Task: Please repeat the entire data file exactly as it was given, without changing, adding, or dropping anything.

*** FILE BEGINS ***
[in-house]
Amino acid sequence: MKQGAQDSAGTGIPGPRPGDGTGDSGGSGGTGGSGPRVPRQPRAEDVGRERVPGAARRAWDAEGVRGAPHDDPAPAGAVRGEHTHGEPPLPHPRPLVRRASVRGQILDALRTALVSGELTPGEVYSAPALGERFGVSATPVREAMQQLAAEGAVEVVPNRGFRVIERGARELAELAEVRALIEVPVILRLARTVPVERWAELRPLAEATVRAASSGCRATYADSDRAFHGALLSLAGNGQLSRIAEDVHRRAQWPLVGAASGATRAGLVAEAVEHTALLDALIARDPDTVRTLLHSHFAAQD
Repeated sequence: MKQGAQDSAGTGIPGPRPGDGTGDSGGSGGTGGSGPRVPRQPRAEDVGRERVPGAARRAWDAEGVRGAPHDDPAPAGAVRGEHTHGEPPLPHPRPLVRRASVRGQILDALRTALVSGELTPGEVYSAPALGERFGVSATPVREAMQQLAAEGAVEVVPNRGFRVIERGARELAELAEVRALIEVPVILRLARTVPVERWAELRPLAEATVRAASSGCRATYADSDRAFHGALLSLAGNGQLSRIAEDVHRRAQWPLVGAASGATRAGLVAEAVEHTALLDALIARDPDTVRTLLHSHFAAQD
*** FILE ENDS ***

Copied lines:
[in-house]
Amino acid sequence: MKQGAQDSAGTGIPGPRPGDGTGDSGGSGGTGGSGPRVPRQPRAEDVGRERVPGAARRAWDAEGVRGAPHDDPAPAGAVRGEHTHGEPPLPHPRPLVRRASVRGQILDALRTALVSGELTPGEVYSAPALGERFGVSATPVREAMQQLAAEGAVEVVPNRGFRVIERGARELAELAEVRALIEVPVILRLARTVPVERWAELRPLAEATVRAASSGCRATYADSDRAFHGALLSLAGNGQLSRIAEDVHRRAQWPLVGAASGATRAGLVAEAVEHTALLDALIARDPDTVRTLLHSHFAAQD
Repeated sequence: MKQGAQDSAGTGIPGPRPGDGTGDSGGSGGTGGSGPRVPRQPRAEDVGRERVPGAARRAWDAEGVRGAPHDDPAPAGAVRGEHTHGEPPLPHPRPLVRRASVRGQILDALRTALVSGELTPGEVYSAPALGERFGVSATPVREAMQQLAAEGAVEVVPNRGFRVIERGARELAELAEVRALIEVPVILRLARTVPVERWAELRPLAEATVRAASSGCRATYADSDRAFHGALLSLAGNGQLSRIAEDVHRRAQWPLVGAASGATRAGLVAEAVEHTALLDALIARDPDTVRTLLHSHFAAQD